Allowing young people to receive hormone therapy improves mental health and may prevent self-inflicted death, study shows.
A new study published in the New England Journal of Medicine suggests that gender-affirming hormones can lead to an array of mental health benefits in the younger generation of transgender and nonbinary individuals. The study, conducted by the Manne Children’s Research Institute in Chicago, followed 300 adolescents and young adults ages 12 to 20 for two years after they initiated hormone therapy.
What the research team found was a decrease in depression and anxiety as well as an increase in positive mood and overall life satisfaction. Approximately 70% of the participants who began the study with depression found it ease in severity, as did 40% of the participants who began the study with anxiety. Essentially, as the adolescents’ appearance congruency increased (their level of comfort in their own body), their mental health and quality of life improved.
Researchers found particular success among the small portion of subjects who had not yet been through puberty or had received hormone blockers, also known as puberty blockers, to prevent the effects of puberty. This is because, at the end of the day, puberty makes achieving appearance congruency more difficult. Yet, in 2021 alone, two dozen state legislatures introduced bills that would restrict or ban gender-affirming care for teens. Four states—Alabama, Arkansas, Arizona, and Tennessee—enacted these bans.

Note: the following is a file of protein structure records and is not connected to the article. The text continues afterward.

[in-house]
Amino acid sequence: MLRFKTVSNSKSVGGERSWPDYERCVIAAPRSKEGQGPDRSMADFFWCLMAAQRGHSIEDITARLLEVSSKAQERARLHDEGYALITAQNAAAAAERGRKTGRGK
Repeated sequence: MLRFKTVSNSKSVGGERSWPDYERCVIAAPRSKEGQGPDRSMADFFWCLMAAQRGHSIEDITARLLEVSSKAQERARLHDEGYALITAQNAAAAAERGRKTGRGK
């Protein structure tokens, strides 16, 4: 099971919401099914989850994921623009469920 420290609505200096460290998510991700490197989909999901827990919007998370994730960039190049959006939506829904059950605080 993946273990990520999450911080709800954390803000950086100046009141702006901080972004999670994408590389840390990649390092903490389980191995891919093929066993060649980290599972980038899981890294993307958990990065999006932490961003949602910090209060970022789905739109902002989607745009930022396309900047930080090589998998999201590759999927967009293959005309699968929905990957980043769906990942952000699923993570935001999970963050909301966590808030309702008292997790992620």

Speaking on the study, Carl Streed, Jr., a doctor and lead researcher at Boston Medical Center’s Center for Transgender Medicine and Surgery, said, “It’s nice to have a structured analysis that supports what I and others experience in practice. This is another big contribution to saying that gender-affirming care is in fact evidence-based and has benefits and should be standard of practice at this point.”
Broader research suggests early access to gender-affirming care is particularly due to the high suicide rates among trans and nonbinary youth—even two of the study’s own participants, who had access to care, tragically took their own lives.
In the past several years, there has been an increased amount of research on gender-affirming care, due in large part to the National Institutes of Health’s 2016 announcement that transgender-identifying minorities are a health disparity population for research. This new study stands out as one of the few to look solely at the effects of hormone therapy, particularly testosterone and estradiol hormone treatment.
The authors of the study plan to continue their work with the same set of subjects to assess long-term results, addressing another hole in current research. They are also conducting a similar study focusing on puberty blockers.
Diana Tordoff, a researcher at Stanford who has done her own studies on gender-affirming care and mental health, stated, “Access to gender affirming care is fundamentally a human rights issue. Trans people and their families deserve high quality science and research with which to make their own person medical decisions and to inform evidence-based clinical guidelines—not just for access to gender-affirming care, but also for preventive care, screening, and treatment for a wide range of health issues that impact all people.”
More studies will likely follow to further analyze the benefits versus the risks of enabling young people to undergo gender transition surgery. There still exists very polarizing views on this topic.